public class MySqlServiceOptions : AbstractServiceOptions {
   public SqlServerInfo Credentials { get; set; }
}

public void ConfigureServices(IServiceCollection services)
{
   services.AddMvc();
   // link the mySqlServerService from configuration to the class defined above
   services.ConfigureCloudFoundryService<MySqlServiceOptions>(Configuration, "mySqlServerService");
   services.AddScoped<SqlConnection>(x => {
      // retrieve the user provided service from the configuration
      var monitor = x.GetRequiredService<IOptionsMonitor<MySqlServiceOptions>>();
      var config = monitor.Get("mySqlServerService");
      return new SqlConnection(config.Credentials.Connectionstring);
   });
}

We plan to connect to Sql Server on the Contact page. The code below runs a query that returns some text (no sql objects needed) but only when the connection succeeds.

using System.Data.SqlClient;
using System.Data;

public IActionResult Contact([FromServices] SqlConnection dbConnection)
{
    var cmd = dbConnection.CreateCommand();
    cmd.CommandText = "SELECT 'hello world from sqlserver'";
    dbConnection.Open();
    ViewData["Message"] = "Your contact page. " + cmd.ExecuteScalar().ToString() ;
    dbConnection.Close();

    return View();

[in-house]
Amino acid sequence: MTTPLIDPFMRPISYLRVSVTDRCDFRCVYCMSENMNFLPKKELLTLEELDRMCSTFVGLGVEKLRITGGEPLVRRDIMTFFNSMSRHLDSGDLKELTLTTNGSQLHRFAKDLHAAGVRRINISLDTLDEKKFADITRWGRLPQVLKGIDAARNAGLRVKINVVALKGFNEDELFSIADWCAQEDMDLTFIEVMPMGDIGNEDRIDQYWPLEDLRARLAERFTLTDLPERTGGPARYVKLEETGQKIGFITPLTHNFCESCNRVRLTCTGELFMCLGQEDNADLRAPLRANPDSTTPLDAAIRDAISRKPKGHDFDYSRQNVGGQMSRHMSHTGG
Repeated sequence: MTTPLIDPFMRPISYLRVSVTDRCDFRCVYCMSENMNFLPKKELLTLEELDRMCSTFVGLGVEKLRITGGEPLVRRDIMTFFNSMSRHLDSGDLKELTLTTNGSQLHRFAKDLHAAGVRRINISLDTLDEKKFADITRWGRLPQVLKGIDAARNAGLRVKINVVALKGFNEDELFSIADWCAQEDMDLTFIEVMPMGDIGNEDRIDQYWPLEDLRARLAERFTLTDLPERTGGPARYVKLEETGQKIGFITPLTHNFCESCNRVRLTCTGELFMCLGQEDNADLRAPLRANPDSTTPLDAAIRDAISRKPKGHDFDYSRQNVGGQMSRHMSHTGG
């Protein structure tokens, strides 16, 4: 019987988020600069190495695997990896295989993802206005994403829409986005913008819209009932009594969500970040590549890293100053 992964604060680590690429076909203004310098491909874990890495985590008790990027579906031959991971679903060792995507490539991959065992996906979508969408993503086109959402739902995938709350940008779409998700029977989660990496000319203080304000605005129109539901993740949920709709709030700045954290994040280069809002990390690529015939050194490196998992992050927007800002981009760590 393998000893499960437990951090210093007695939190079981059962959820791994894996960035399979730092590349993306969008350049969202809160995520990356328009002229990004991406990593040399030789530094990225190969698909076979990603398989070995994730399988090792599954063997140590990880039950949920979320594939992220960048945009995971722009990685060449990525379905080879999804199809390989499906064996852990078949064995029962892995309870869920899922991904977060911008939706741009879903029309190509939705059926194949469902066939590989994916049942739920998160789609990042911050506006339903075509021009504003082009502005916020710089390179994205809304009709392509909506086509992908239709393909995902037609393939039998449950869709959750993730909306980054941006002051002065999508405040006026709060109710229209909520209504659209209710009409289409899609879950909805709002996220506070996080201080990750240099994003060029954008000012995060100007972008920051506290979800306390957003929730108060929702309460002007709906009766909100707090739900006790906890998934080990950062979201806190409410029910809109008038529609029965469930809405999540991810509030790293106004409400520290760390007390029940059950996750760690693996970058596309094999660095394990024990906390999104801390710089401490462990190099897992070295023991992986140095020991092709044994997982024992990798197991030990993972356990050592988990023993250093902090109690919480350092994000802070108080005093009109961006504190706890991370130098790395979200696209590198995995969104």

}

The code changes are done. Now cf push the application.
After the app is restarted the Contact page shows us “hello world from sqlserver”.

Tip

Since the Sql Server is hosted outside of Cloud Foundry, you can reference it while debugging. Just add the connection information to the appsettings.json and load it in the program.cs.

{
  "Logging": {
    "IncludeScopes": false,
    "LogLevel": {
      "Default": "Warning"
    }
  },
  "vcap:services" : {
    "user-provided": [
      {
        "name": "mySqlServerService",
        "instance_name": "mySqlServerService",
        "binding_name": null,
        "credentials": {
          "connectionstring": "Server=tcp:cfnorthwind.database.windows.net,1433;Initial Catalog=Northwind;Persist Security Info=False;User ID=eric@cfnorthwind;Password=4Pjby8$wTk;MultipleActiveResultSets=False;Encrypt=True;TrustServerCertificate=False;Connection Timeout=30;"
        },
        "syslog_drain_url": "",
        "volume_mounts": [],
        "label": "user-provided",
        "tags": []
      }
    ]
  }
}

public static IWebHost BuildWebHost(string[] args) =>